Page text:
FOREST PARK, Ga. - A planned vigil for late Atlanta rapper Lil Keed will need to find a new venue after being denied a permit by the city of Forest Park.
A permit for the vigil to be held at Starr Park on Tuesday was denied after the city cited the primary election among other safety issues.
In a statement released Thursday, the city wrote:
"Like so many others throughout metro Atlanta and communities across the nation, the City of Forest Park was saddened to hear about the recent passing of local hometown entertainer Raqhid Jevon Render, also known as Lil Keed. Our thoughts and prayers continue to go out to his family, friends and all those who have been impacted by this unfortunate loss.
"Despite recent reports in the media and in light of several upcoming events — including next week's very important general primary election — the city has decided not to issue a special permit for a vigil to be held at Starr Park on Tuesday, May 24. Officers from the Forest Park Police Department will be taking extra precautions next week to block streets and parking to Starr Park in an effort to help ensure public safety in our community. Extra patrols at all city parks and public recreation areas will also be taking place, as well, to address elevated security measures.
"Although this may be a difficult time for a great number individuals, the city is dedicated to ensuring the safety and well-being of our residents and businesses. It is our sincere hope that the life of Mr. Render will be celebrated peacefully by all those who wish to remember him and his legacy."
Lil Keed, whose legal name is Rahqid Render, grew up in Forest Park.
The verified Instagram account of Lil Gotit posted Saturday morning: "Can't believe I seened u die today bro I did all my cries I know what u want me to do and that's go hard for Mama Daddy Our Brothers Naychur and Whiteboy." Thursday he posted about the vigil scheduled for Tuesday evening writing "Everybody Invited Let’s Go Df Up For My Brada."
The cause of the rapper's death is unknown. He was affiliated with Atlanta-based Young Stoner Life Records. He signed with YSL in 2018 after a mixtape got the attention of Young Thug, who founded Young Stoner Life Records.
The rapper's final Instagram post was promoting an upcoming show in Cairo, Georgia.
He's collaborated with several artists including YSL Records' Gunna, also from Atlanta, for a song called "Fox 5".
Lil Keed's death is days after artists associated with the YSL record label have been accused of federal crimes. Rapper Young Thug was arrested on racketeering charges, and Gunna is one of several people indicted and arrested in Fulton County following an investigation into gang activity.
Young Slime Life (YSL), gang investigation
Young Thug, a 30-year-old rapper whose legal name is Jeffery Lamar Williams, was arrested on Monday in Buckhead as part of a sweeping gang indictment that also named 27 other people, including fellow Atlanta rapper Gunna.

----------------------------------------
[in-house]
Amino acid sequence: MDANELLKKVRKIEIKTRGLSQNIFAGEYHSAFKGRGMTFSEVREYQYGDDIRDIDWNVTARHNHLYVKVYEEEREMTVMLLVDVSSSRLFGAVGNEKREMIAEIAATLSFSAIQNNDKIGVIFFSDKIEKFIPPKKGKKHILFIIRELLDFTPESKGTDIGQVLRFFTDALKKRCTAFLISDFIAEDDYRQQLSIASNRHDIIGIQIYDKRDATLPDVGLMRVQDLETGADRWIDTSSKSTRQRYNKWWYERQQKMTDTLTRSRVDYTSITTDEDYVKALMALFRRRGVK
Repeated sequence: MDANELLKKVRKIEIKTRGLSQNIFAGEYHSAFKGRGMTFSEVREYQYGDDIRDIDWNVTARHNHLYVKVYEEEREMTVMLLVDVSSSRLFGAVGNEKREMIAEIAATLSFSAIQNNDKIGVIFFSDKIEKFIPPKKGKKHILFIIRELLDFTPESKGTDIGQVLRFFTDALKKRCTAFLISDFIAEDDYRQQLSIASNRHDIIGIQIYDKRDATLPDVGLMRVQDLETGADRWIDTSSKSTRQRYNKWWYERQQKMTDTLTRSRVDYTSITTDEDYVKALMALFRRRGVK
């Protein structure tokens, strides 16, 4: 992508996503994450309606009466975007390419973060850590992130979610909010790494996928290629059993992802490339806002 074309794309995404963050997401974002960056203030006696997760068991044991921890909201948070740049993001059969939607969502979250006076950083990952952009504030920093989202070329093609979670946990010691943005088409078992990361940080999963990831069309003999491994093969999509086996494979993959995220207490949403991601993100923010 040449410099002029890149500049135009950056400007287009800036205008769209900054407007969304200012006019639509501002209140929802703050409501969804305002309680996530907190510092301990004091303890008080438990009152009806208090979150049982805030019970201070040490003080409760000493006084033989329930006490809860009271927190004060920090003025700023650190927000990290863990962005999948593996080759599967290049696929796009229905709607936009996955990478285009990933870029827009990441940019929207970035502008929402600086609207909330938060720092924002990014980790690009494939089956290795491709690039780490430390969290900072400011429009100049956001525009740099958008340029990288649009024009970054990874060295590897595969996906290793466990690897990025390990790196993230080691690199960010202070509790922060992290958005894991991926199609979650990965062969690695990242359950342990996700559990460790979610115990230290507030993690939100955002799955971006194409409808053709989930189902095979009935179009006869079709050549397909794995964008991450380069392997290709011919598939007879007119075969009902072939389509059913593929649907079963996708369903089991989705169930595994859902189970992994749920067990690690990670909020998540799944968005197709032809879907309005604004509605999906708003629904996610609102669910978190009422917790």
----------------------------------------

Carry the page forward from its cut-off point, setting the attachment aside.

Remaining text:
Fulton County prosecutors allege those named in the indictment are members of the Young Slime Life (YSL) gang, which has engaged in criminal activity in the city since 2012.
Jeffery Williams, whose stage name is "Young Thug," Sergio Kitchens, whose stage name is "Gunna." (Fulton County Sheriff's Office)
If convicted of a RICO charge, Williams could face up to 20 years in prison and a fine of $250,000.
What is the Racketeer Influenced and Corrupt Organizations (RICO) Act?
The Racketeer Influenced and Corrupt Organizations Act, or RICO, was developed to fight organized crime. It was enacted in 1970 after being signed into law by President Richard Nixon.
Federally, RICO was originally was intended to be used to combat the Mafia. It draws from a list of 27 federal crimes and eight state crimes committed repeated over the course of a 10-year period. Those crimes can include fraud, theft, computer crimes, embezzlement, credit scams, investment schemes, human trafficking, illegal gambling, bribery, kidnapping, murder, money laundering, counterfeiting, and various drug charges.
The Justice Department has used RICO to dismantle multiple crime families and weed out corruption in several city police departments. Prosecutors have also used RICO to try to dismantle several street gangs and helped in prosecuting businesses that break federal law.
Georgia’s RICO statutes are similar to the federal version, but are much broader in that the criminal "enterprise" does not have to be around as long. Georgia is one of only 33 states that has its own RICO statutes. However, in both state and federal laws, a pattern of criminal enterprise has to be established.
A previous version of this story referred to the "Forest Park City Council" denying the permit. That information, provided by the city of Forest Park, was inaccurate and a correction has since been released. This article has been updated to reflect that correction.